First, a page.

Here is a picture of haitian President Michel Martelly with Dr. Florence Duperval Guillaume who is the current acting Prime Minister on day of heroes, 2015.
Haiti's fight for independence began with a slave revolt lasting ten years. The event that set off the revolution was a Voodoo ceremony, presided over by a Hougan priest named Boukman. Boukman, once a slave of British occupiers, was sold to a French plantation owner. Because of Boukman's intimidating appearance and terrifying temper, he was put in charge of the plantation slaves. But Boukman turned the tables by performing a Voodoo ceremony to empower the slaves to revolt against the French. On August 14, 1791, with the help of a Voodoo priestess, Boukman called upon God's help. The words he used have become part of Haiti's cultural lore.
Boukman first acknowledged God's great creation. He next acknowledged God's awareness of the war crimes perpetrated against the slaves. He finally invoked God's almighty power: "He will direct our arms, and stands beside us. Destroy the image of the white men's god . . ." Boukman ended with a rallying cry: "Listen to the voice of freedom rising in our heart." Once the French caught Boukman and executed him, the killing provoked the slave revolt.
This is a picture taken during on the day of Heroes in Haiti or January 2, 2015. Some of the people in this picture include President Michel Martelly, acting Prime minister, Dr. Florence Duperval Guillaume and current Prime Minister designated, Evans Paul, aka K-Plim.
Haiti celebrates its National Independence Day on January 1st. This year marks the 211th anniversary of Haiti's liberation as the first black-led republic in the world. Christopher Columbus first discovered Haiti and conferred the name Hispaniola on the entire island, which included the Dominican Republic on the eastern portion and Haiti the western. Later French colonists renamed Ayiti, Haiti.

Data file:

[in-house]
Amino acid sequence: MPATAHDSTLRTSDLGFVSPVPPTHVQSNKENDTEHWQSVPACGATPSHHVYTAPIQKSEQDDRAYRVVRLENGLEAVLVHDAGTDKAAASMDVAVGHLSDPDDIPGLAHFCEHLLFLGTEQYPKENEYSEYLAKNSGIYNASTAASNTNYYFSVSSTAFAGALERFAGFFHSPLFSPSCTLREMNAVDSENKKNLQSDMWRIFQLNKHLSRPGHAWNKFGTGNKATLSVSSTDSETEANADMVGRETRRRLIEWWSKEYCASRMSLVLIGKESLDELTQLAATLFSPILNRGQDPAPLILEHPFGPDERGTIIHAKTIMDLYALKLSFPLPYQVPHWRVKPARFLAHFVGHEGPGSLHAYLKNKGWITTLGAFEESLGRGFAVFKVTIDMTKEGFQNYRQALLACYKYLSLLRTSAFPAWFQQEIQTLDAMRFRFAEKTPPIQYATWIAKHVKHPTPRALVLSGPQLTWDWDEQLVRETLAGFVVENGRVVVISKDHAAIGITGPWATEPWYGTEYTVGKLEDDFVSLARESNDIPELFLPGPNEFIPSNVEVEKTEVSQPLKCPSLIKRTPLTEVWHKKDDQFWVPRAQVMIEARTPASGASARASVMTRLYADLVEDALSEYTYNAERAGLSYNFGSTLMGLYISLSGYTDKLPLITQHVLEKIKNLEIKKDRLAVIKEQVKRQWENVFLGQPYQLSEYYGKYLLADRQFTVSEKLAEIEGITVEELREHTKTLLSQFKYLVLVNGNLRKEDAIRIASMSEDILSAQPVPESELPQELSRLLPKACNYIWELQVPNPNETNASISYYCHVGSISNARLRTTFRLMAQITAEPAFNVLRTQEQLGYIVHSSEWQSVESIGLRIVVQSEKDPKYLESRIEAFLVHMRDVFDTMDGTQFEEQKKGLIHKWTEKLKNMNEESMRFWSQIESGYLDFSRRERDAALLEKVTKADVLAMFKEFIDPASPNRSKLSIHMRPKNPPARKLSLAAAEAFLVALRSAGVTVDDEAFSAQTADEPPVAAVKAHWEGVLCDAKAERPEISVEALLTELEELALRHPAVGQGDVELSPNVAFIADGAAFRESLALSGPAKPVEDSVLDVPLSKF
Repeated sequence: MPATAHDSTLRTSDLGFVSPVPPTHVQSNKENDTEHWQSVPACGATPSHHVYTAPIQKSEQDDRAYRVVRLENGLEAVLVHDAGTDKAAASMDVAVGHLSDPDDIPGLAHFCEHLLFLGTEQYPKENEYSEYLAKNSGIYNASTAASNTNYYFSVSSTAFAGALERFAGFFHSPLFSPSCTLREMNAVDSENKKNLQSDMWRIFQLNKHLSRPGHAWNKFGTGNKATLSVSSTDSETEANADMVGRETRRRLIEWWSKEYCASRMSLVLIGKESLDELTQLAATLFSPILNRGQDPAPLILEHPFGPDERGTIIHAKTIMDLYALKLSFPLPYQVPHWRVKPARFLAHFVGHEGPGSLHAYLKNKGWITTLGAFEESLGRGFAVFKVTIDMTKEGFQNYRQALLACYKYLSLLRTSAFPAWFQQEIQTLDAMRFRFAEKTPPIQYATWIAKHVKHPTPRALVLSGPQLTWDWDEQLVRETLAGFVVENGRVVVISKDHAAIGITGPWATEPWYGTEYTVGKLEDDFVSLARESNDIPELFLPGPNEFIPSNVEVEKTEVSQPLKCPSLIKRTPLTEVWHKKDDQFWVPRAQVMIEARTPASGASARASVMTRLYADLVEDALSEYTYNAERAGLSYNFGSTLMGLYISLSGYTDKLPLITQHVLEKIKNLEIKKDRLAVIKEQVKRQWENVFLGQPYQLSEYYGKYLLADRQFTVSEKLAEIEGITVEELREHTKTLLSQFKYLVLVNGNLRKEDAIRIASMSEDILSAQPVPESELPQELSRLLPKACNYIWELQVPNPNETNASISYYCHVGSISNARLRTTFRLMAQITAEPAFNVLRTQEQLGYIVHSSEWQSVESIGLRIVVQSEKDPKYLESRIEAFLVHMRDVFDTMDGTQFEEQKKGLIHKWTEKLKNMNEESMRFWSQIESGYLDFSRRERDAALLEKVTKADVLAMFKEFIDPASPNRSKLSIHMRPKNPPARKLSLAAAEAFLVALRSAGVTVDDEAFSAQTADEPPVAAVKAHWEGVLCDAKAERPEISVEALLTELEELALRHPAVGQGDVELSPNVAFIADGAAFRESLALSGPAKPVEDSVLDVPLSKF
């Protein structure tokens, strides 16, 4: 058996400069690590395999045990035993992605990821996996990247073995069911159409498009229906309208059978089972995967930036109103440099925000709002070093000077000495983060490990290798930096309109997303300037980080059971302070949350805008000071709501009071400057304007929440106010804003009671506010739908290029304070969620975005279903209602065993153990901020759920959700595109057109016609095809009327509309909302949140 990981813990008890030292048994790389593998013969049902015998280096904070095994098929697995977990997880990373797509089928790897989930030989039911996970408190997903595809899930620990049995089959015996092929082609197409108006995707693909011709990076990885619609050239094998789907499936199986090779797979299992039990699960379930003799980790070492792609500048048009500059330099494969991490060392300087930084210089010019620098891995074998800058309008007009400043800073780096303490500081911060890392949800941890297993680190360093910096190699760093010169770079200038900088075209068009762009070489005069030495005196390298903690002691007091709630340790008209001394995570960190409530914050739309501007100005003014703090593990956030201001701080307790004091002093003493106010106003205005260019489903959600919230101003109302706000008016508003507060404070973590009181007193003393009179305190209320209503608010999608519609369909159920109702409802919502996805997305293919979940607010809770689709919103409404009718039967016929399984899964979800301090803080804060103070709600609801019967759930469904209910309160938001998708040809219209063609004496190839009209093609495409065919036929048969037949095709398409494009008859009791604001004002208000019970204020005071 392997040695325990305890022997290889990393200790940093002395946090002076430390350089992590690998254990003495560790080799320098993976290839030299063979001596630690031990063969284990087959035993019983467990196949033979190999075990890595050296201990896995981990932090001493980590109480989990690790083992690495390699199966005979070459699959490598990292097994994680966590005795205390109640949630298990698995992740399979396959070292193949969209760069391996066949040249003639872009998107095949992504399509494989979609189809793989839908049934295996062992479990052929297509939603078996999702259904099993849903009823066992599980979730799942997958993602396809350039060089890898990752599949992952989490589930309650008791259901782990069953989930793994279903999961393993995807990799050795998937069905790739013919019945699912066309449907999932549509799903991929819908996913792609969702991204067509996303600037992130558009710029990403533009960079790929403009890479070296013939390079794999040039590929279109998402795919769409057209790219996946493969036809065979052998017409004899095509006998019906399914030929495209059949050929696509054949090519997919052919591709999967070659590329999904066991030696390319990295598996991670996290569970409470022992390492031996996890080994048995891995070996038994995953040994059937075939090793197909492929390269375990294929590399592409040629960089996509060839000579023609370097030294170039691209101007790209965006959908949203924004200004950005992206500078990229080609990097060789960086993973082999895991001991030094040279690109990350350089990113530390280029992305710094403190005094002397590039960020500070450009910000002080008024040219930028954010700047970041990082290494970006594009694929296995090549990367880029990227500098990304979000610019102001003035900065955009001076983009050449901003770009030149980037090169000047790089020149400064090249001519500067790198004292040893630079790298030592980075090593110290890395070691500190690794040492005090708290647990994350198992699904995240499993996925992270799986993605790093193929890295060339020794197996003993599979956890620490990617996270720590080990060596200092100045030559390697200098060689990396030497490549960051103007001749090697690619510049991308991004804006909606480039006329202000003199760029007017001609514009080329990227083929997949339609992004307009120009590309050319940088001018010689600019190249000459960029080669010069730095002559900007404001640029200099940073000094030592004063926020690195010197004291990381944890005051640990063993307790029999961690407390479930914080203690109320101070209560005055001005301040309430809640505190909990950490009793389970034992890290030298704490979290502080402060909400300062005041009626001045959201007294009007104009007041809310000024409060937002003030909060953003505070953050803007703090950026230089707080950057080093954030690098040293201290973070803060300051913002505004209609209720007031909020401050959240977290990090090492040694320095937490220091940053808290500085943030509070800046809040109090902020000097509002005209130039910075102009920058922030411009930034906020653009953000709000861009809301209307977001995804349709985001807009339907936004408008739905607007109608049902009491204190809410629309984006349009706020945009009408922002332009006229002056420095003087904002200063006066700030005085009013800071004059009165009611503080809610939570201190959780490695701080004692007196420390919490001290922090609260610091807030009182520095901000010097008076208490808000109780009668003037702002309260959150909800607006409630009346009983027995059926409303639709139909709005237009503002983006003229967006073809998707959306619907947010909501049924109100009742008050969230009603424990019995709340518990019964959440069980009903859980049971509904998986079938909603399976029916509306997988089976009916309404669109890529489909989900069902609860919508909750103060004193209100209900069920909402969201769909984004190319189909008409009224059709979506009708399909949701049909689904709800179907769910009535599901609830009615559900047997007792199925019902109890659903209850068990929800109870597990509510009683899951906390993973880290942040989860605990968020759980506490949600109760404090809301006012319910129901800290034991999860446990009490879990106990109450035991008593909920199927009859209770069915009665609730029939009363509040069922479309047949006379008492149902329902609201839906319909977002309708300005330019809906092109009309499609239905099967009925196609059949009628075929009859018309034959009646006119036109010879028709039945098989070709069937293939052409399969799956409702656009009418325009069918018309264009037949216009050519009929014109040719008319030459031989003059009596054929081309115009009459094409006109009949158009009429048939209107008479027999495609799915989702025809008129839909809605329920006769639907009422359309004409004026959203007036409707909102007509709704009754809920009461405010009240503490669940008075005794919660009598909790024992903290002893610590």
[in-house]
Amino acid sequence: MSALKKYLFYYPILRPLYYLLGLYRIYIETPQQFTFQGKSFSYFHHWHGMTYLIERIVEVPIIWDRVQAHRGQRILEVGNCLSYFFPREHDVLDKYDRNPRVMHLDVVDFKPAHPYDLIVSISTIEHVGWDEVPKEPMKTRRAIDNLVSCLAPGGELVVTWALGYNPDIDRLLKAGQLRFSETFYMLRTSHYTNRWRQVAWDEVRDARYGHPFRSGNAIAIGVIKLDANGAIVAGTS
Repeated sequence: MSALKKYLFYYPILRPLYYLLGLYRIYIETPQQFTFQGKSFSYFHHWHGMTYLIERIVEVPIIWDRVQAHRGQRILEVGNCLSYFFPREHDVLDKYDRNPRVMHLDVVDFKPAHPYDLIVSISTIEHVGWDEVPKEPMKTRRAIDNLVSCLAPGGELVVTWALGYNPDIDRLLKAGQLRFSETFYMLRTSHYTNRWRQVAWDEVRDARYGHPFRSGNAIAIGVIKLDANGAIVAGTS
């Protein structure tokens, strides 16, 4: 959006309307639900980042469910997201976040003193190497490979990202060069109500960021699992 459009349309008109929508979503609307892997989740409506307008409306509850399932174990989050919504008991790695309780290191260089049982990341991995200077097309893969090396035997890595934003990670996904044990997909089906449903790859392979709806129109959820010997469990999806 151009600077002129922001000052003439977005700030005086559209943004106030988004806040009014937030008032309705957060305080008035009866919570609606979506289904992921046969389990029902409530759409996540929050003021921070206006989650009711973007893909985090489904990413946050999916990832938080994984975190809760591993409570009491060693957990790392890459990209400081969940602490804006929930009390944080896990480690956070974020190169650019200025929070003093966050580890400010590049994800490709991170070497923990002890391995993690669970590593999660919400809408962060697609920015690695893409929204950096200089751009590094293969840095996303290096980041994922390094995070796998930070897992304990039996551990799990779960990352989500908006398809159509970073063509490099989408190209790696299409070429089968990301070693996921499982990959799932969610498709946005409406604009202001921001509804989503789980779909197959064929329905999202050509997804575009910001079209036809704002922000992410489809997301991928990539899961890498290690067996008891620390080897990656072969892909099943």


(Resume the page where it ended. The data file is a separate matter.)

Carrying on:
Boisrond-Tonnerre, a French-Haitian author, wrote the Independence Act of Haiti, formally releasing Haiti from French rule. Born in the southwestern part of Haiti, he was sent to France to complete his studies.
He became Jean Jacques Dessalines' private secretary during his reign as Haiti's first ruler. Boisrond-Tonnerre also authored a book on the Haitian Revolution, titled Memoires pour Servir à l'Histoire d'Haiti. His name, Tonnerre, means thunder because he survived being struck by a lightening bolt as a baby.
Jean-Jacques Dessalines, the Father of Haitian independence was born in Grande-Rivière-du-Nord
Grande-Rivière-du-Nord is the place where Haiti's slave rebellion began, and it was the site of Grade Rivière du Nord Battle.
During U.S. Occupation between 1915-1934, a rebellion was led by resistance fighter Charlemagne Peralte.
The town contains many attributes. It possesses virgin forestland, produces clean mountain-spring drinking water, and participates in agricultural production.
But its infrastructure is not completely developed with bad roads, and absence of an airport. Projects for the town's urbanization are currently in the works.
Here is the Place where Charlemagne Péralte remains have been rested since the end of the US occupation in 1935. Although he couldn't receive a proper funeral during the occupation, a national funeral was accorded to him later.
The official funeral of the Haitian hero, the leader of the Caco rebel fighter, Charlemagne Péralte, was held in Cap-Haitian and attended by the President of Haiti, Sténio Vincent